“Cash rules everything around me
C.R.E.A.M., get the money
Dollar dollar bill, y’all”
-Wu Tang Clan
The hook to the popular song “C.R.E.A.M” by hip-hop group Wu-Tang has been widely referenced in American culture and music since its release in 1994. You don’t have to be a Wu-Tang Clan fan to identify how these lyrics may illuminate some of our nation’s greatest values — money and capitalism. In fact, racism as we know it was actually constructed and fueled by capitalism. Author of How to be an Anti-Racist Ibram X. Kendi calls racism and capitalism conjoined twins. This dynamic duo has fueled some of the most treacherous institutions for Black and Brown communities in our country: the gruesome 200-year American enslavement of Africans, the 13th amendment, the prison industrial complex, human trafficking syndicates (both sexual and labor) and now the invisible, yet intentional racialized disparities we see today. We can see the cumulative impacts on these ties by looking at income and wealth by race.
According to 2019 census data, Blacks earned a median income of 61 cents for every dollar compared to whites, and Hispanics earned 74 cents. Beyond income (cash flow), net worth (assets minus debt) gives an even clearer indication of wealth, and whether considering the median or mean family wealth, Black and Brown households have less than 20% of the wealth white households have according to the Federal Reserve Bank’s 2019 Survey of Consumer Finances.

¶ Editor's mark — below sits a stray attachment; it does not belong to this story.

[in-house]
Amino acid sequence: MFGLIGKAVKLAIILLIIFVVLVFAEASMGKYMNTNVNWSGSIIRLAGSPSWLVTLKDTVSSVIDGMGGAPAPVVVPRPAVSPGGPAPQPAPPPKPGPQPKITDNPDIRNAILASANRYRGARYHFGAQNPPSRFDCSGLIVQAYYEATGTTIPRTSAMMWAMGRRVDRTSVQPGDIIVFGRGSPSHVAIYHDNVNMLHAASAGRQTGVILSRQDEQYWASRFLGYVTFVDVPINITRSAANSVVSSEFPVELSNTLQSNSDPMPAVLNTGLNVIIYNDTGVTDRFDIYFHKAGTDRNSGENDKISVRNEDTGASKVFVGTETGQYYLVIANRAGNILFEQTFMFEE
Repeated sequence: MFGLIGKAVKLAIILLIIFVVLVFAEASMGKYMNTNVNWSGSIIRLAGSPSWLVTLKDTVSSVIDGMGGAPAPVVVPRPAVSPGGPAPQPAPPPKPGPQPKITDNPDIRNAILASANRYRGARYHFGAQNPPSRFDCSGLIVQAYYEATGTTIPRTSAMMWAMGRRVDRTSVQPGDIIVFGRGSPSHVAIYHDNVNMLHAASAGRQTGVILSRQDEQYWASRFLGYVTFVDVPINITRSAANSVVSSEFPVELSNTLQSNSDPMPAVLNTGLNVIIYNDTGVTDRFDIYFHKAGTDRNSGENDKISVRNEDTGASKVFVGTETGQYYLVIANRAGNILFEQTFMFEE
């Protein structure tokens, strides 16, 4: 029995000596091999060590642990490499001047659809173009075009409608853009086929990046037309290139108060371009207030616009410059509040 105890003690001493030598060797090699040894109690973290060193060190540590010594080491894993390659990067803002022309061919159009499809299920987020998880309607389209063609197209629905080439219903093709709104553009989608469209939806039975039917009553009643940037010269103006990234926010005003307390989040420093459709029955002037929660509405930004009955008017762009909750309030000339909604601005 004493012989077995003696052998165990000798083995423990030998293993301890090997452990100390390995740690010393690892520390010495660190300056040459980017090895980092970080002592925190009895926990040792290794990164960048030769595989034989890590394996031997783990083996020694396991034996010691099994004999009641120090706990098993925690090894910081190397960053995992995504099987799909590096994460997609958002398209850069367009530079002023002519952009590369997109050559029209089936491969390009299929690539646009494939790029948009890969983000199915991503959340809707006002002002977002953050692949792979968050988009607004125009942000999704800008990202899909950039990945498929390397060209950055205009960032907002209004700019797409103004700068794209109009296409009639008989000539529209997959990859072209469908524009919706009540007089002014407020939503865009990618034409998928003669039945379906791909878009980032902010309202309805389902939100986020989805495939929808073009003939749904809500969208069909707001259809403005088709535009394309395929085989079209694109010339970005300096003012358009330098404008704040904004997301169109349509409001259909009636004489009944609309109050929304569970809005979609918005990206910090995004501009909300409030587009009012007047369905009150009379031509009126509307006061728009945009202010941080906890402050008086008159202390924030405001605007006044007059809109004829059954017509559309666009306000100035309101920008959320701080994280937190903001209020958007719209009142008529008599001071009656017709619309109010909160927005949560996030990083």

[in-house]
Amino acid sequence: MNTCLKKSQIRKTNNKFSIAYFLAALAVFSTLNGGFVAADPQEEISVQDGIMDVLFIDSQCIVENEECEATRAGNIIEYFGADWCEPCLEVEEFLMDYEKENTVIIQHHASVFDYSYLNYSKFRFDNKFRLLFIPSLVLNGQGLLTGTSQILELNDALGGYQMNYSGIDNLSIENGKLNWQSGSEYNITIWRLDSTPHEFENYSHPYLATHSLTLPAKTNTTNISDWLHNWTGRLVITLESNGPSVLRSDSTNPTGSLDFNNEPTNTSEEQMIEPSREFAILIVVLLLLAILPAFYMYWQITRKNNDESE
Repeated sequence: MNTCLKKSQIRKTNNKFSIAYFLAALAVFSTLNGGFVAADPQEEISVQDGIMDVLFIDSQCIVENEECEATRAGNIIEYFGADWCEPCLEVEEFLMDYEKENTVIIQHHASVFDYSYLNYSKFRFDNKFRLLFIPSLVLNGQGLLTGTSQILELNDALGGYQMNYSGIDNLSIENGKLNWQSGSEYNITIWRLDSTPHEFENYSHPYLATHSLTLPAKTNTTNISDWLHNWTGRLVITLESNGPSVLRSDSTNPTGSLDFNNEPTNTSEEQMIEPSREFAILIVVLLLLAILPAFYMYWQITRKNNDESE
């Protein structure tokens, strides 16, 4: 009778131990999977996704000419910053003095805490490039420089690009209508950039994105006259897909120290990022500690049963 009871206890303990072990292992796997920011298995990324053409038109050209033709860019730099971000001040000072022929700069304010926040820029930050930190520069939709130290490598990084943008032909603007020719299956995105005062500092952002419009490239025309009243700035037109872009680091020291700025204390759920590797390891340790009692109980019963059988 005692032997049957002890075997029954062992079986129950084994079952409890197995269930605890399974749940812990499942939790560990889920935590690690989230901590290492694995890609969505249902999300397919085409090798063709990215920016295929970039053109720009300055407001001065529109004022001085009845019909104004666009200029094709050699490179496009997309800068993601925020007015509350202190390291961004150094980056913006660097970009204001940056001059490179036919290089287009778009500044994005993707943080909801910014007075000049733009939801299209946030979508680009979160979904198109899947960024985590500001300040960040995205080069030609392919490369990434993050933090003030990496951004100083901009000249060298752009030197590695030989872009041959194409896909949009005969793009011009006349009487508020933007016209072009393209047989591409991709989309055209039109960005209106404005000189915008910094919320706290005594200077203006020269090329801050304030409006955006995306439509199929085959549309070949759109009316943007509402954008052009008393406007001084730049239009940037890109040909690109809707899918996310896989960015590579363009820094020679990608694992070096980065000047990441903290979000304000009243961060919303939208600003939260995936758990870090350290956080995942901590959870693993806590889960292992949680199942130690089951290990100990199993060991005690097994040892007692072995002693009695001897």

The tethered relationship of capitalism and racism requires that the dialogue about a more racially equitable Richmond include an honest conversation about money and wealth. We address this by invoking the legacy of Richmond’s own Maggie L. Walker to rebuild access to our own financial institutions with inclusive practices aimed at closing racial disparities and promoting communal gain over capitalism.
“Cash is king, but credit is power.” ~ Marriet Allen
When it comes to cash, recent legislation to ultimately raise Virginia’s minimum wage to $15 an hour and Richmond’s Office of Community Wealth Building’s campaign to define what a living wage is for our community and reward organizations meeting those benchmarks are examples of work happening to get more cash in the hands of Richmonders. Other programs like the Giving Wall support low-income families in meeting one-time immediate cash needs. The pandemic brought an influx of family cash payments and small business grants, which helped meet short term cash needs for families and entrepreneurs. While there is still much work to be done, the faithful advocacy for workforce reform and a renewed focus on small business investment are pushing us in a more hopeful direction.